Presentation on theme: "SECTION 3: VICTORY AND DEFEAT IN THE GREEK WORLD."— Presentation transcript:
SECTION 3: VICTORY AND DEFEAT IN THE GREEK WORLD
Ancient Athens By 500 B.C Athens was the wealthiest Greek city-state But this power was soon threatened by the mighty Persian Empire Athens was the wealthiest Greek city-state by 500 B.C.
Persia ruled over the Greek city-states of Ionia Unhappy with Persian rule, the Ionians rebelled Athens sent ships in support of the rebellion, severely angering the Persian Emperor Darius
Darius crushed the Ionian rebellion. He then sent a huge force across the Aegean to punish Athens. The Athenians called upon all of their own citizens to defend their city- state.
The Athenian force was not nearly large enough to compare to the enormous Persian army. So they called out to their neighbors for help...
So, without the help of their fellow greeks the Athenians were forced to battle the Persians on their own With a suicidal surge up the middle of the Persian line, the Athenians were able to break the formation and drive the Persian Army back to their boats.
Darius dies before he can exact his revenge on Athens, however his son Xerxes takes up his fathers cause. Real Xerxes Graphic Novel Xerxes The Movie Xerxes
The Persian Army, lead by Xerxes, now marches on towards Greece.
Revenge of Xerxes
While the Athenians, Spartans, and other Greek city-states got their act together, King Leonidas and his vaunted 300 make their heroic stand at the hot gates – Thermopylae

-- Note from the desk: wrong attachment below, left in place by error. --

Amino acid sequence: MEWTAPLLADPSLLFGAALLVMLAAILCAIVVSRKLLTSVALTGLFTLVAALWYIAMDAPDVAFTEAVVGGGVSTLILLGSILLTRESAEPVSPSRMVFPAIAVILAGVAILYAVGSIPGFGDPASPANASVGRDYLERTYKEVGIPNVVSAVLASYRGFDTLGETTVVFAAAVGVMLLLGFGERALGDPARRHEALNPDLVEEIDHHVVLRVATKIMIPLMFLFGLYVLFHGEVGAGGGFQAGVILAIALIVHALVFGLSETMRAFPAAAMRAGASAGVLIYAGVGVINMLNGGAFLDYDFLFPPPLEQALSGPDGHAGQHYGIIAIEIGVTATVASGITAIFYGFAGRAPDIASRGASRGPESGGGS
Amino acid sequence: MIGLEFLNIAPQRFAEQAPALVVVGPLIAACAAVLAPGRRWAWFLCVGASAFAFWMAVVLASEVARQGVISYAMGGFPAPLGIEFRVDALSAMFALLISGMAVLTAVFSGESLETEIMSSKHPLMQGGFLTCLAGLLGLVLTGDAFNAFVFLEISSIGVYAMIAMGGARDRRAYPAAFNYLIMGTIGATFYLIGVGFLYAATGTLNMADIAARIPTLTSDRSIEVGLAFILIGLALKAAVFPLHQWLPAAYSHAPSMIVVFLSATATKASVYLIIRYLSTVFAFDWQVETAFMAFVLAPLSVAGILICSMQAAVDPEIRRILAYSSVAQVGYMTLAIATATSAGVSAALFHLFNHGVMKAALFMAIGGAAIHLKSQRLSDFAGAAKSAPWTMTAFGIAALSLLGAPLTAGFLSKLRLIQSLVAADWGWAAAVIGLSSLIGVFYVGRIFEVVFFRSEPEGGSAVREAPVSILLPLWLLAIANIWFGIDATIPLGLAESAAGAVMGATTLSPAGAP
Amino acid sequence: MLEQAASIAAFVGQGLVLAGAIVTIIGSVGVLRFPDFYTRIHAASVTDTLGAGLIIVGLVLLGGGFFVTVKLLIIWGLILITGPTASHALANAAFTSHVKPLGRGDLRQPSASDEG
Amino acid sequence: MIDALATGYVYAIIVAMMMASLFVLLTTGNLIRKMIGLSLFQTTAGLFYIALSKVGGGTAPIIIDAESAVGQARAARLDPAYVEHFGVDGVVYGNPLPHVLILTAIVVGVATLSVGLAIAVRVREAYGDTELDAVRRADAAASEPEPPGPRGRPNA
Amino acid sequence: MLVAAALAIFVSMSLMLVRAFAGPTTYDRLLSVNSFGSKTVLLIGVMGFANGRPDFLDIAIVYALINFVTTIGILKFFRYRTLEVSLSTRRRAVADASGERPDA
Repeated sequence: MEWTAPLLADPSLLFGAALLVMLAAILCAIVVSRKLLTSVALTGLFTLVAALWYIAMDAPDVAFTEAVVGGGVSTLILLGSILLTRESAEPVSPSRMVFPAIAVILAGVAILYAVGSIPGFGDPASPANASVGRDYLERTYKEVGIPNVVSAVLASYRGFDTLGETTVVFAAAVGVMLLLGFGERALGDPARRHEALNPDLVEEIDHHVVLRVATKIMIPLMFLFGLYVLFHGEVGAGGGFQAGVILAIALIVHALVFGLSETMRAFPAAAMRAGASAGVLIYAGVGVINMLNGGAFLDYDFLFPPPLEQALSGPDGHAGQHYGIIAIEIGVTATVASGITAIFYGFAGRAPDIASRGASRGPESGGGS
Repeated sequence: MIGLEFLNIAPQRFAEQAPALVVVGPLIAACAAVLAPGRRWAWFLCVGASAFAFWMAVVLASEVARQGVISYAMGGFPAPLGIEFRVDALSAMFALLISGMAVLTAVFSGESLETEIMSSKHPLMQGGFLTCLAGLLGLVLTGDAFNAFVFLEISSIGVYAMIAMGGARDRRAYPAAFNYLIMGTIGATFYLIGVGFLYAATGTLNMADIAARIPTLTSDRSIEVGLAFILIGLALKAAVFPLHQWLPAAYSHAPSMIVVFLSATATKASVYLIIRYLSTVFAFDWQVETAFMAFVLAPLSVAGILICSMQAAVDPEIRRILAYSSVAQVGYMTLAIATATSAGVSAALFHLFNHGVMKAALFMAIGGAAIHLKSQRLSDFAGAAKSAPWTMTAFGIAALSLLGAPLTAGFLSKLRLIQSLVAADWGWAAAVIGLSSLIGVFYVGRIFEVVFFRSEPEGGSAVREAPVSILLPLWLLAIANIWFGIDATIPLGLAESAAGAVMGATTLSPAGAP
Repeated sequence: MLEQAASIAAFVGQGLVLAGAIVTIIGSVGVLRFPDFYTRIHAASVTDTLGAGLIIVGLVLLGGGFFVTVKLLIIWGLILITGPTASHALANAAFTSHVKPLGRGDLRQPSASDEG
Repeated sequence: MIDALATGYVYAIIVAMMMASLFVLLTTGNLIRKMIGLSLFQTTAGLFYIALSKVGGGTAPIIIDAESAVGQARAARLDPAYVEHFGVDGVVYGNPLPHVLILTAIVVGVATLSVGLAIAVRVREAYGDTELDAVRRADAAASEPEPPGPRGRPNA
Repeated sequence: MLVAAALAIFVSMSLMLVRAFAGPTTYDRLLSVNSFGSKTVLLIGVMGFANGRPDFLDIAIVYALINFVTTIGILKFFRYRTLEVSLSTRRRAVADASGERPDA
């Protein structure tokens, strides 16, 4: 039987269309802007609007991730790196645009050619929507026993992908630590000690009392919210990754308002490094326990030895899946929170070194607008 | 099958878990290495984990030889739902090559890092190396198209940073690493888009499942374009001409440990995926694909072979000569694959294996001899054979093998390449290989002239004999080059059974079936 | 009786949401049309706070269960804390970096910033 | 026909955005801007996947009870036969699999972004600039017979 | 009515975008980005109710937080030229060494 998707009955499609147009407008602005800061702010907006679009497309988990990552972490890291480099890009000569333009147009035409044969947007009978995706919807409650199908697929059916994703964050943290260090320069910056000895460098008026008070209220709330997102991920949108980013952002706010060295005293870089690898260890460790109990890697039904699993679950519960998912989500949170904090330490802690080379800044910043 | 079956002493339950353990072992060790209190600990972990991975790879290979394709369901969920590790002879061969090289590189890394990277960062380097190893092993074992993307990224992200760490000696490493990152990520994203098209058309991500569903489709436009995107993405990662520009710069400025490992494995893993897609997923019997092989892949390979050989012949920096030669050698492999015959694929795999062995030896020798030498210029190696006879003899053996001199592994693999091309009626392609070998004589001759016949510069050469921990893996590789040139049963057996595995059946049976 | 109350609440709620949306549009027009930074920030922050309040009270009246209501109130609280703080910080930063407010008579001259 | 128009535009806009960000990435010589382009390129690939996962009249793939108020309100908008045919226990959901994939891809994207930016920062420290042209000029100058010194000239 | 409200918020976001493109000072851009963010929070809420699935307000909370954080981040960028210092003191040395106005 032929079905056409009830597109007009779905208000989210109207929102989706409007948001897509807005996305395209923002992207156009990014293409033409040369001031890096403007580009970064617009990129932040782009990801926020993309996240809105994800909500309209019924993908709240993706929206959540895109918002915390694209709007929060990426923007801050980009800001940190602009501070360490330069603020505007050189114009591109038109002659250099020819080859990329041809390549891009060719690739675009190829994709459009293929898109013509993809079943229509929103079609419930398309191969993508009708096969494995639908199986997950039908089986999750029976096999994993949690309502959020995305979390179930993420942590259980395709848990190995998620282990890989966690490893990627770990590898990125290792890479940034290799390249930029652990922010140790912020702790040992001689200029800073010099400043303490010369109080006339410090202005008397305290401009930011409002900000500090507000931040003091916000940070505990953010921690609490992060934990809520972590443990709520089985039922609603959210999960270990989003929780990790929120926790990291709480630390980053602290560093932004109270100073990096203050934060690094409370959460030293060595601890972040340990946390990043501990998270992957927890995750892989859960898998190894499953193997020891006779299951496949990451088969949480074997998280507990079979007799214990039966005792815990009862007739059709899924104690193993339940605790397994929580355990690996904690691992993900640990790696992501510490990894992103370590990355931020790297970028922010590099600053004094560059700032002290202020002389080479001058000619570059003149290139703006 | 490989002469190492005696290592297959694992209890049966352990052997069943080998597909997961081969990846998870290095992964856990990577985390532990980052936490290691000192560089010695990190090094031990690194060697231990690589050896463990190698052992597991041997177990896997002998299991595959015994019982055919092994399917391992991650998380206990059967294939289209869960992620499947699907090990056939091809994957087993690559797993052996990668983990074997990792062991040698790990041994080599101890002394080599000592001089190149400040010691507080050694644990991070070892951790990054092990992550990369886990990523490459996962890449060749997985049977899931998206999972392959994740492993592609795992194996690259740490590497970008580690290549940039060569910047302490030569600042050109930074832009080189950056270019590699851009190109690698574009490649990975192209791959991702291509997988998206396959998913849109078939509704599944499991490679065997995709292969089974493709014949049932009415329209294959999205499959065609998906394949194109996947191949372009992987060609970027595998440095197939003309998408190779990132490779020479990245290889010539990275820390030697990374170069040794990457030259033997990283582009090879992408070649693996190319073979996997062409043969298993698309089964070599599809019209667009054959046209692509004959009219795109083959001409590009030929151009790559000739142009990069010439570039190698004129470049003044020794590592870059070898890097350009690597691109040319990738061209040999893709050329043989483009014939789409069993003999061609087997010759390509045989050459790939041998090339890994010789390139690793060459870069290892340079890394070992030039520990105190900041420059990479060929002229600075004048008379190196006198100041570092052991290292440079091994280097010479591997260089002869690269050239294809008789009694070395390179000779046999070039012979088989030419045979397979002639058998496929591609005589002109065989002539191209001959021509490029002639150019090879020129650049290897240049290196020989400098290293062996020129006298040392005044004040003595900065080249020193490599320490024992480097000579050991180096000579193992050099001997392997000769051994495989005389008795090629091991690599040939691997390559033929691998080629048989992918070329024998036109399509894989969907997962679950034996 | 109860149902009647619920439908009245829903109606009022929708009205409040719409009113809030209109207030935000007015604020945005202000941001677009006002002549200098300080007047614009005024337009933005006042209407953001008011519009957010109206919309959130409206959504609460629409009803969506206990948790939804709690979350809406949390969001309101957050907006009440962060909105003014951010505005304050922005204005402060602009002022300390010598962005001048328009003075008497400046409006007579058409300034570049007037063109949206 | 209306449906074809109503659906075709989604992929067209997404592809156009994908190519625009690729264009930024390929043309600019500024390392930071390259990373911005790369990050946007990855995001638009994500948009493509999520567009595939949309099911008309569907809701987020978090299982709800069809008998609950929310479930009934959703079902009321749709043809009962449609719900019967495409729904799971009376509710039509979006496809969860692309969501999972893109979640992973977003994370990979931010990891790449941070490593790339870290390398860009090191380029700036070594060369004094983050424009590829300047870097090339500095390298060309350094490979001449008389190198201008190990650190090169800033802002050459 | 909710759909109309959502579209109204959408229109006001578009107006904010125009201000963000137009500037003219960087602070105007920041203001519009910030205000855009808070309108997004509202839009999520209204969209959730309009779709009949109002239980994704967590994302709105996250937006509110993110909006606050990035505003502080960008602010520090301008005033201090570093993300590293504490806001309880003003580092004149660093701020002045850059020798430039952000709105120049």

Thermoplyae The Hot Gates
King Leonidas Real Leonidas Graphic Novel Leonidas Movie Leonidas
Herodotus writes that when Dienekes, a Spartan soldier, was told that Persian arrows would be so numerous as "to blot out the sun", he responded with a characteristically Spartan-esque remark, "So much the better, we shall fight in the shade."
The fierce resistance of the Spartan-led army offered Athens the invaluable time to prepare for a decisive naval battle that would come to determine the outcome of the war.
Athenian Trickery at Salamis
The Battle of Salamis The Athenians lured the Persians into the strait of Salamis Unable to retreat and caught off guard, the Athenian Navy smashed the Persian fleet The following year, the Greeks defeated the Persians on land, ending the Persian threat.
In a brief moment of unity, the Greek city-states had saved themselves from the Persian threat They formed the Delian League to protect them from future Persian threats
AGE OF PERICLES This was the Golden Age of Athens. Athenians had a direct democracy, or a government in which a large number of male citizens took part in the day to day governmental affairs.
AGE OF PERICLES Athens prospered economically through trade. They also prospered culturally, rebuilding the Acropolis and becoming the cultural center of Greece. The Age of Pericles lasted from 460 to 429 B.C.
PELOPONNESIAN WAR In 431 B.C. war broke out between Sparta and Athens. This led to the Peloponnesian War, which lasted 27 years and involved all of Greece. Though Athens had a strong navy, they faced a geological disadvantage because Sparta was land-locked
PELOPONNESIAN WAR As the war dragged on, each side committed savage acts against one another. In 404 B.C. Sparta ended up siding with the Persians to finally defeat Athens.
What if? What if … Athens would have won the war?
Answer… The world may have been a “freer” place. With the defeat of Athens, democracy was lost to the civilized world Replaced with corruption and selfish interest